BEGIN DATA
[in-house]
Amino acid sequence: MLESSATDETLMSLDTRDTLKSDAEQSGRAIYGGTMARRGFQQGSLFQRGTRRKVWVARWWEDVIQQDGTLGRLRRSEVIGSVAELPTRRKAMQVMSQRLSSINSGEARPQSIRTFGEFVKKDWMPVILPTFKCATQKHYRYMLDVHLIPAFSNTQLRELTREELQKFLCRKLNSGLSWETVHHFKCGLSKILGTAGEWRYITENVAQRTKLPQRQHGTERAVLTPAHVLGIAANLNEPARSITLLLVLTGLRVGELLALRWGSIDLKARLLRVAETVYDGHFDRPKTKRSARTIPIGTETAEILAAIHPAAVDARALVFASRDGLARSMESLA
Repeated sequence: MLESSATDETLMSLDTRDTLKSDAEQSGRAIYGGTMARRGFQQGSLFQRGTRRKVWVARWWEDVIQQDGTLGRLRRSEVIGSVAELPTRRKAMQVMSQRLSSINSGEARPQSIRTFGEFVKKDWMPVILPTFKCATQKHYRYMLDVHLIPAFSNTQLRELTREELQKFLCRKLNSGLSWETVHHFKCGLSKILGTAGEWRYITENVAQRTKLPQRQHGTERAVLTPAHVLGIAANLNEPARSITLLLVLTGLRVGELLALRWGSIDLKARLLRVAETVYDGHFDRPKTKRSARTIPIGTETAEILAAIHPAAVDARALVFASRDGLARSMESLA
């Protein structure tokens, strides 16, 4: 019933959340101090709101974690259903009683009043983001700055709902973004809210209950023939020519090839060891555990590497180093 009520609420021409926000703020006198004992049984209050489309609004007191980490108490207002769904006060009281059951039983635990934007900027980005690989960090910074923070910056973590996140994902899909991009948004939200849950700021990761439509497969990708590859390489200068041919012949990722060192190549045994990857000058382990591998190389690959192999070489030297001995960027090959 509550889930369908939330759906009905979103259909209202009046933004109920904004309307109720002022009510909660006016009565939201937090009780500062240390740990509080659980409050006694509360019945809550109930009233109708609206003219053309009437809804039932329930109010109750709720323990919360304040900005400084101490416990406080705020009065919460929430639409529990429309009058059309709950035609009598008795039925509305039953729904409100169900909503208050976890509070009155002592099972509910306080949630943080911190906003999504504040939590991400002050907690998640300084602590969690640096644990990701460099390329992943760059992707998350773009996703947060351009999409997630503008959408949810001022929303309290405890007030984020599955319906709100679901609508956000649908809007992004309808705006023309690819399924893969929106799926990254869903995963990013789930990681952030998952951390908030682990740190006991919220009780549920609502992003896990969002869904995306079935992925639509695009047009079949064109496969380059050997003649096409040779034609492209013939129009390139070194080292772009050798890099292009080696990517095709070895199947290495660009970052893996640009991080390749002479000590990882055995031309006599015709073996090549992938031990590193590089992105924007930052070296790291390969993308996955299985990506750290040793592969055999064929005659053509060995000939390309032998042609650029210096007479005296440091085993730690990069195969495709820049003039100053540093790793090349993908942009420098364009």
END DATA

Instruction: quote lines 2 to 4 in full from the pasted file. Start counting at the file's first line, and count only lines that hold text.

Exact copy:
Amino acid sequence: MLESSATDETLMSLDTRDTLKSDAEQSGRAIYGGTMARRGFQQGSLFQRGTRRKVWVARWWEDVIQQDGTLGRLRRSEVIGSVAELPTRRKAMQVMSQRLSSINSGEARPQSIRTFGEFVKKDWMPVILPTFKCATQKHYRYMLDVHLIPAFSNTQLRELTREELQKFLCRKLNSGLSWETVHHFKCGLSKILGTAGEWRYITENVAQRTKLPQRQHGTERAVLTPAHVLGIAANLNEPARSITLLLVLTGLRVGELLALRWGSIDLKARLLRVAETVYDGHFDRPKTKRSARTIPIGTETAEILAAIHPAAVDARALVFASRDGLARSMESLA
Repeated sequence: MLESSATDETLMSLDTRDTLKSDAEQSGRAIYGGTMARRGFQQGSLFQRGTRRKVWVARWWEDVIQQDGTLGRLRRSEVIGSVAELPTRRKAMQVMSQRLSSINSGEARPQSIRTFGEFVKKDWMPVILPTFKCATQKHYRYMLDVHLIPAFSNTQLRELTREELQKFLCRKLNSGLSWETVHHFKCGLSKILGTAGEWRYITENVAQRTKLPQRQHGTERAVLTPAHVLGIAANLNEPARSITLLLVLTGLRVGELLALRWGSIDLKARLLRVAETVYDGHFDRPKTKRSARTIPIGTETAEILAAIHPAAVDARALVFASRDGLARSMESLA
């Protein structure tokens, strides 16, 4: 019933959340101090709101974690259903009683009043983001700055709902973004809210209950023939020519090839060891555990590497180093 009520609420021409926000703020006198004992049984209050489309609004007191980490108490207002769904006060009281059951039983635990934007900027980005690989960090910074923070910056973590996140994902899909991009948004939200849950700021990761439509497969990708590859390489200068041919012949990722060192190549045994990857000058382990591998190389690959192999070489030297001995960027090959 509550889930369908939330759906009905979103259909209202009046933004109920904004309307109720002022009510909660006016009565939201937090009780500062240390740990509080659980409050006694509360019945809550109930009233109708609206003219053309009437809804039932329930109010109750709720323990919360304040900005400084101490416990406080705020009065919460929430639409529990429309009058059309709950035609009598008795039925509305039953729904409100169900909503208050976890509070009155002592099972509910306080949630943080911190906003999504504040939590991400002050907690998640300084602590969690640096644990990701460099390329992943760059992707998350773009996703947060351009999409997630503008959408949810001022929303309290405890007030984020599955319906709100679901609508956000649908809007992004309808705006023309690819399924893969929106799926990254869903995963990013789930990681952030998952951390908030682990740190006991919220009780549920609502992003896990969002869904995306079935992925639509695009047009079949064109496969380059050997003649096409040779034609492209013939129009390139070194080292772009050798890099292009080696990517095709070895199947290495660009970052893996640009991080390749002479000590990882055995031309006599015709073996090549992938031990590193590089992105924007930052070296790291390969993308996955299985990506750290040793592969055999064929005659053509060995000939390309032998042609650029210096007479005296440091085993730690990069195969495709820049003039100053540093790793090349993908942009420098364009």